Alice Roberts: She's done pretty well, for a boffin without a beard

    She's done pretty well, for a boffin without a beard

    Alice Roberts talks about her new book on evolution - and why her early TV work drew flak from (mostly male) colleagues
    Get well soon, Joan Rivers - an inspiration, whether she likes it or not

    Get well soon, Joan Rivers

    She is awful. But she's also wonderful, not in spite of but because of the fact she's forever saying appalling things, argues Ellen E Jones
    Doctor Who Into the Dalek review: A classic sci-fi adventure with all the spectacle of a blockbuster

    A fresh take on an old foe

    Doctor Who Into the Dalek more than compensated for last week's nonsensical offering
    Fashion walks away from the celebrity runway show

    Fashion walks away from the celebrity runway show

    As the collections start, fashion editor Alexander Fury finds video and the internet are proving more attractive
    Meet the stars of TV's Wolf Hall... and it's not the cast of the Tudor trilogy

    Meet the stars of TV's Wolf Hall...

    ... and it's not the cast of the Tudor trilogy
    Weekend at the Asylum: Europe's biggest steampunk convention heads to Lincoln

    Europe's biggest steampunk convention

    Jake Wallis Simons discovers how Victorian ray guns and the martial art of biscuit dunking are precisely what the 21st century needs
    Don't swallow the tripe – a user's guide to weasel words

    Don't swallow the tripe – a user's guide to weasel words

    Lying is dangerous and unnecessary. A new book explains the strategies needed to avoid it. John Rentoul on the art of 'uncommunication'
    Daddy, who was Richard Attenborough? Was the beloved thespian the last of the cross-generation stars?

    Daddy, who was Richard Attenborough?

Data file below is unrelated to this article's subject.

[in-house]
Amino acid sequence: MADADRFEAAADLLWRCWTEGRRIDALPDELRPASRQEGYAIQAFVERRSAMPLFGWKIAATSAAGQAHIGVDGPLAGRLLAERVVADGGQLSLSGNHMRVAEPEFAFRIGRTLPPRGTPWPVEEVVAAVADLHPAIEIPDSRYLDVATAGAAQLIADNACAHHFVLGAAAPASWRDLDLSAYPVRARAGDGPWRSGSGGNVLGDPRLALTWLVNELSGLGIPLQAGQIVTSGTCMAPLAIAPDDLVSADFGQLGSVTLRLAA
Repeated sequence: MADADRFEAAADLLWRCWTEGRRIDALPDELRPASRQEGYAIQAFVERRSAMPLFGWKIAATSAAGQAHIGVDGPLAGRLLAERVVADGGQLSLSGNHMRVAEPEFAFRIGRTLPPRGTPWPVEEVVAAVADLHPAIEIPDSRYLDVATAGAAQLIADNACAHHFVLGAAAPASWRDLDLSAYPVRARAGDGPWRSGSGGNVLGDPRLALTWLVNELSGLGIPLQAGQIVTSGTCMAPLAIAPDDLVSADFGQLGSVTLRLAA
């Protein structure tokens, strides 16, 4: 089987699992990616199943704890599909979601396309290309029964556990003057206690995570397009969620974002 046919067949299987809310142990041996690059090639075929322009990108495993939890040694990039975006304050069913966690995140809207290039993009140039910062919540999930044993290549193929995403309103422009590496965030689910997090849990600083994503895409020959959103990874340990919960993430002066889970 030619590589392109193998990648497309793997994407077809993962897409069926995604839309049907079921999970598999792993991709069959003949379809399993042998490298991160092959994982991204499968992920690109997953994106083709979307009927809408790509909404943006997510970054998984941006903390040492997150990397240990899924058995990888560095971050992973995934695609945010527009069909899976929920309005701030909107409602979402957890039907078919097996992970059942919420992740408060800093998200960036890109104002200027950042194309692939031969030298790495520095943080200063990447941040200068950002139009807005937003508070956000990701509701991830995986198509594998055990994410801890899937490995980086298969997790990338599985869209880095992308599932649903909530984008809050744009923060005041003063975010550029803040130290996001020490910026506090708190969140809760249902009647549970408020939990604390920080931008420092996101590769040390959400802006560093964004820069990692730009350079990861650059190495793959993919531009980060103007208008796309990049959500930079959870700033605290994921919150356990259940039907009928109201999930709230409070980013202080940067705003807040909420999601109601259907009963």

The atomisation of culture means that few of those we regard as stars are universally loved any more, says DJ Taylor
    She's dark, sarcastic, and bashes life in Nowheresville ... so how did Kacey Musgraves become country music's hottest new star?

    Kacey Musgraves: Nashville's hottest new star

    The singer has two Grammys for her first album under her belt and her celebrity fans include Willie Nelson, Ryan Adams and Katy Perry
    American soldier-poet Brian Turner reveals the enduring turmoil that inspired his memoir

    Soldier-poet Brian Turner on his new memoir

    James Kidd meets the prize-winning writer, whose new memoir takes him back to the bloody battles he fought in Iraq
    Aston Villa vs Hull match preview: Villa were not surprised that Ron Vlaar was a World Cup star

    Villa were not surprised that Vlaar was a World Cup star

    Andi Weimann reveals just how good his Dutch teammate really is
    Bill Granger recipes: Our chef ekes out his holiday in Italy with divine, simple salads

    Bill Granger's simple Italian salads

    Our chef presents his own version of Italian dishes, taking in the flavours and produce that inspired him while he was in the country
    The Last Word: Tumbleweed through deserted stands and suites at Wembley

    The Last Word: Tumbleweed through deserted stands and suites at Wembley

    If supporters begin to close bank accounts, switch broadband suppliers or shun satellite sales, their voices will be heard. It’s time for revolution